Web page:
What are the unspoken rules of personal networking in the IT career arena? Here's how to stay polite with new and existing contacts - who may be the ticket to your next job
"There's zero doubt that networking can be a key factor in landing your next IT role," opines
Stephanie Overby in The Enterprisers Project
"Who you know can indeed be as important as wh.at you know, particularly if you're attempting to advance into a new or bigger role, a novel industry, or a new geography. That CIO role you covet won't just land in your lap. However, networking can be more nuanced than it seems..."
In the March 10, 2020 Ask The Headhunter Newsletter a reader will need time off for a medical procedure soon after starting a new job. Must the new employer be told before the employee starts work?
I tore my ACL playing volleyball. I just got over the hurdle of getting hired, but my new employer doesn't know about my injury. I start next week and I am hoping to schedule my surgery in the next couple of months. However, I am not sure how to have this conversation with my new employer. Do I pretend as if the injury is new? Do I tell them that my surgery is already scheduled? I will be out for 7-14 days after surgery, although I am hoping I could work from home after the first 7 days. How do I approach this conversation? Any advice would be so helpful!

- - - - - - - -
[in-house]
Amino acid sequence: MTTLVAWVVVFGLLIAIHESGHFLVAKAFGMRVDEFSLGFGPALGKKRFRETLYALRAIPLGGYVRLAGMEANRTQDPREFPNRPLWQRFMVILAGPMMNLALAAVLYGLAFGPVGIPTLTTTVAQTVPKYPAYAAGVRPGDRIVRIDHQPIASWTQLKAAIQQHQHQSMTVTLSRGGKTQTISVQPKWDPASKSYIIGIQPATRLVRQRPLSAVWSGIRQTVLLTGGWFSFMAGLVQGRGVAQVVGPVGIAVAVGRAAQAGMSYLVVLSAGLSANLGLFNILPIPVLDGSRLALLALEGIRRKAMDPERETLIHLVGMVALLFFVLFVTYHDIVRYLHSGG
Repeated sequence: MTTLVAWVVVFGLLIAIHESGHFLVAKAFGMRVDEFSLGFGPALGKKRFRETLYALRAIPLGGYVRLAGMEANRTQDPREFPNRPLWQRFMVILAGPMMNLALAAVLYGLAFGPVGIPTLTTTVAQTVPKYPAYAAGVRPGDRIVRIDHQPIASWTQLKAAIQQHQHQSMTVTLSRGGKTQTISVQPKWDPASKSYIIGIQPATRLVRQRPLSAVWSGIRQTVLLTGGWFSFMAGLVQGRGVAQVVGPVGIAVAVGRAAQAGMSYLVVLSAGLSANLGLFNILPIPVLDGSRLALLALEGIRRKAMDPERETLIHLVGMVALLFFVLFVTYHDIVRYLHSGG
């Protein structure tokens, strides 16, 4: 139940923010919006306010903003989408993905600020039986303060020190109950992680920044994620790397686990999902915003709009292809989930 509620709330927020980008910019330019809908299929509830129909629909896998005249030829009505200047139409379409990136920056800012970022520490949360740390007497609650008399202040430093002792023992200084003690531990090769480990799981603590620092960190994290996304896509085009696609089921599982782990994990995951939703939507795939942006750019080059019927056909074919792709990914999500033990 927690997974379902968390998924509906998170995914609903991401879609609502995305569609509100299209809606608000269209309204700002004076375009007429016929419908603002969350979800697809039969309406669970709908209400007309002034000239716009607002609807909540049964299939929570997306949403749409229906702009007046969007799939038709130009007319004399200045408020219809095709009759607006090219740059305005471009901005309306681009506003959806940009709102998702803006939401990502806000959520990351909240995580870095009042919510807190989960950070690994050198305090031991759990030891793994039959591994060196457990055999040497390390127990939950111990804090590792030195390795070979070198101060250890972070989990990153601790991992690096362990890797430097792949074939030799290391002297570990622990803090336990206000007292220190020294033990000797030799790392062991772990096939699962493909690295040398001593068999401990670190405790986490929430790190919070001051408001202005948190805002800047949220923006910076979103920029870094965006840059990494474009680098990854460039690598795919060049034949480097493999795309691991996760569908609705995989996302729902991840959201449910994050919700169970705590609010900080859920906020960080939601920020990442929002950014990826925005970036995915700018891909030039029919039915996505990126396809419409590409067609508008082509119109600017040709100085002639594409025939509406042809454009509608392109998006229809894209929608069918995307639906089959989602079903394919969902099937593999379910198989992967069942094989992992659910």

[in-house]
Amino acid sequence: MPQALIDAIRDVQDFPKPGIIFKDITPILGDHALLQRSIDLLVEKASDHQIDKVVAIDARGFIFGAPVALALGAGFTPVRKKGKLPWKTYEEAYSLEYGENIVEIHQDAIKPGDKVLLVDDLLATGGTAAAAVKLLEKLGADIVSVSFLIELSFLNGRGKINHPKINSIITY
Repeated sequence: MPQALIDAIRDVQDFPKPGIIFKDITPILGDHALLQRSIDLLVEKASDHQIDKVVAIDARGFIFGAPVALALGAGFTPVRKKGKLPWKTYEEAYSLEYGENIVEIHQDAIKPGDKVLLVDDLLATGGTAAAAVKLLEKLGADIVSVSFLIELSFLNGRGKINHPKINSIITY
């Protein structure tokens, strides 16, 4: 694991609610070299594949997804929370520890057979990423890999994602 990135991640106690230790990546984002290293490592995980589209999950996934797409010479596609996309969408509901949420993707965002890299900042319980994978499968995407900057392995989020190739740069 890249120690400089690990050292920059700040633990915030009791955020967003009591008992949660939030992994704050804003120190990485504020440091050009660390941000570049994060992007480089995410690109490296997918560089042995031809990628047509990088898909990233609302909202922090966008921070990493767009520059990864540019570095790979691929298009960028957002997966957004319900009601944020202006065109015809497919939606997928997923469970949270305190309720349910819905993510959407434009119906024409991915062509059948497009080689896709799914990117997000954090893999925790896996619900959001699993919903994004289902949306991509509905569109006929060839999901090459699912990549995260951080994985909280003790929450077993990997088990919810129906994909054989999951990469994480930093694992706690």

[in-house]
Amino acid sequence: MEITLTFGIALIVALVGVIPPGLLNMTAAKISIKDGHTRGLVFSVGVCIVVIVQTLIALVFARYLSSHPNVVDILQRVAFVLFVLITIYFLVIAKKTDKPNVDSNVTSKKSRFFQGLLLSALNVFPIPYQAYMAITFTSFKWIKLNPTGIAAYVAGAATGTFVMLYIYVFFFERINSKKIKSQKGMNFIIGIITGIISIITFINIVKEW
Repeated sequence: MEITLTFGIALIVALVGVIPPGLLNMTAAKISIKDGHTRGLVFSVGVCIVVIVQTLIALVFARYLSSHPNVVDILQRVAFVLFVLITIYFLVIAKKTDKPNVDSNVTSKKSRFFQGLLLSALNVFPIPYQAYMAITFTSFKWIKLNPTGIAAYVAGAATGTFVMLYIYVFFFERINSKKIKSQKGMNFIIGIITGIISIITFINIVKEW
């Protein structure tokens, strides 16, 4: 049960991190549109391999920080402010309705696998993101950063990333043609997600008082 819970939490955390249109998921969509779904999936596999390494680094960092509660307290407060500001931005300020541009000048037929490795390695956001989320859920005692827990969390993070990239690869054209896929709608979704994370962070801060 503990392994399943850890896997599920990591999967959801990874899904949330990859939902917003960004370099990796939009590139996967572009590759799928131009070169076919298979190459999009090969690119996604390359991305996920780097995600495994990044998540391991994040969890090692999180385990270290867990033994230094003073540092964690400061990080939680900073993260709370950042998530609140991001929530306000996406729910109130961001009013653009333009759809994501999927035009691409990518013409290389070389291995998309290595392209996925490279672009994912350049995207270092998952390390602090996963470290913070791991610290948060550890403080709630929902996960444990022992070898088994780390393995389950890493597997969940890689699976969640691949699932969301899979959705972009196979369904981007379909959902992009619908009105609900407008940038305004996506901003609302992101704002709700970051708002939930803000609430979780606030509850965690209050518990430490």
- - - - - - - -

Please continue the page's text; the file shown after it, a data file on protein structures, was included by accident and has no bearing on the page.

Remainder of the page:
Thanks so much, I love your newsletter. It has helped me see my value as an employee and has helped me stop feeling weird about taboo subjects like pay. I tell all my friends about it when they're having work trouble or are job hunting...." - Ask The Headhunter
The IT talent gap is driving up demand for skilled IT pros, but for certain roles and skillsets, finding - and signing - the right candidate can feel a bit like trying to capture a unicorn.
"CIOs are quick to point out that every company is essentially a technology firm, and demand for a broad range of skills has created a race for talent," notes Paul Heltzel in CIO
"The emergence of interactive technology such as augmented reality and virtual reality have made jobs in those areas a hot ticket. AR/VR developers are currently the most difficult positions to fill, according to Hired.com, with 1,400 percent growth in demand for in 2019...."
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